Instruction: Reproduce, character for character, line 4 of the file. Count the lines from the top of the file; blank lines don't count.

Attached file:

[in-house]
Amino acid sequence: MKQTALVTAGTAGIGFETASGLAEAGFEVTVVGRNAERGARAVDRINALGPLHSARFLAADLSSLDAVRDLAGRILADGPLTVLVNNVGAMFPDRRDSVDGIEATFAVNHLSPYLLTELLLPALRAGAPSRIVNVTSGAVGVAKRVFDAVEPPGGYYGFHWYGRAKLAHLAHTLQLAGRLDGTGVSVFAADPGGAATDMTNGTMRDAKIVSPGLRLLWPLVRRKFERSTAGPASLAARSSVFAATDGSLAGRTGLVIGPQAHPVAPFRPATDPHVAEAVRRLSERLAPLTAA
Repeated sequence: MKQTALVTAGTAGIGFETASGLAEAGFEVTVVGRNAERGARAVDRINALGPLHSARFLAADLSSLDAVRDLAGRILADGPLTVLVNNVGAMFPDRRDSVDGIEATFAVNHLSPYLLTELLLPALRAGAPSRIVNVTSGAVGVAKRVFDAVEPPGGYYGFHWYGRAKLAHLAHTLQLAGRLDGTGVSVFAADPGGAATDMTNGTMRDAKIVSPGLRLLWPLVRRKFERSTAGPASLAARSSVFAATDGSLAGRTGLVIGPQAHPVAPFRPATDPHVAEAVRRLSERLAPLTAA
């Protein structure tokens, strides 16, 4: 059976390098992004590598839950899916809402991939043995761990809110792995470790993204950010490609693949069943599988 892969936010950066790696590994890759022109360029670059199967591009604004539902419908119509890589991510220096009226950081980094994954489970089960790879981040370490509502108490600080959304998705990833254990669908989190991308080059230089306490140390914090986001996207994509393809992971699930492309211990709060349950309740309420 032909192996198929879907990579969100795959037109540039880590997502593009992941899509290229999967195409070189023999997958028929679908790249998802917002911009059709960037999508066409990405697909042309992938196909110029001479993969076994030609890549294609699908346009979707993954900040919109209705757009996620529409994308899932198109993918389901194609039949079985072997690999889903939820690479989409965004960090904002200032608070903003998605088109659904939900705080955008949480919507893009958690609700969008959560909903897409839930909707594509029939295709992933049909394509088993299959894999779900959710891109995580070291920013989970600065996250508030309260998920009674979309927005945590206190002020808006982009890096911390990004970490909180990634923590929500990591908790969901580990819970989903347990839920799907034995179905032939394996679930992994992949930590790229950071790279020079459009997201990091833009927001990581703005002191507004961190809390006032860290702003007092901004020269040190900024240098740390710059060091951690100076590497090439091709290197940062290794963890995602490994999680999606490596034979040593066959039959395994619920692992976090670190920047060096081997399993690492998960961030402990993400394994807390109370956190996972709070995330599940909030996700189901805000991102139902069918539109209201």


């Protein structure tokens, strides 16, 4: 059976390098992004590598839950899916809402991939043995761990809110792995470790993204950010490609693949069943599988 892969936010950066790696590994890759022109360029670059199967591009604004539902419908119509890589991510220096009226950081980094994954489970089960790879981040370490509502108490600080959304998705990833254990669908989190991308080059230089306490140390914090986001996207994509393809992971699930492309211990709060349950309740309420 032909192996198929879907990579969100795959037109540039880590997502593009992941899509290229999967195409070189023999997958028929679908790249998802917002911009059709960037999508066409990405697909042309992938196909110029001479993969076994030609890549294609699908346009979707993954900040919109209705757009996620529409994308899932198109993918389901194609039949079985072997690999889903939820690479989409965004960090904002200032608070903003998605088109659904939900705080955008949480919507893009958690609700969008959560909903897409839930909707594509029939295709992933049909394509088993299959894999779900959710891109995580070291920013989970600065996250508030309260998920009674979309927005945590206190002020808006982009890096911390990004970490909180990634923590929500990591908790969901580990819970989903347990839920799907034995179905032939394996679930992994992949930590790229950071790279020079459009997201990091833009927001990581703005002191507004961190809390006032860290702003007092901004020269040190900024240098740390710059060091951690100076590497090439091709290197940062290794963890995602490994999680999606490596034979040593066959039959395994619920692992976090670190920047060096081997399993690492998960961030402990993400394994807390109370956190996972709070995330599940909030996700189901805000991102139902069918539109209201």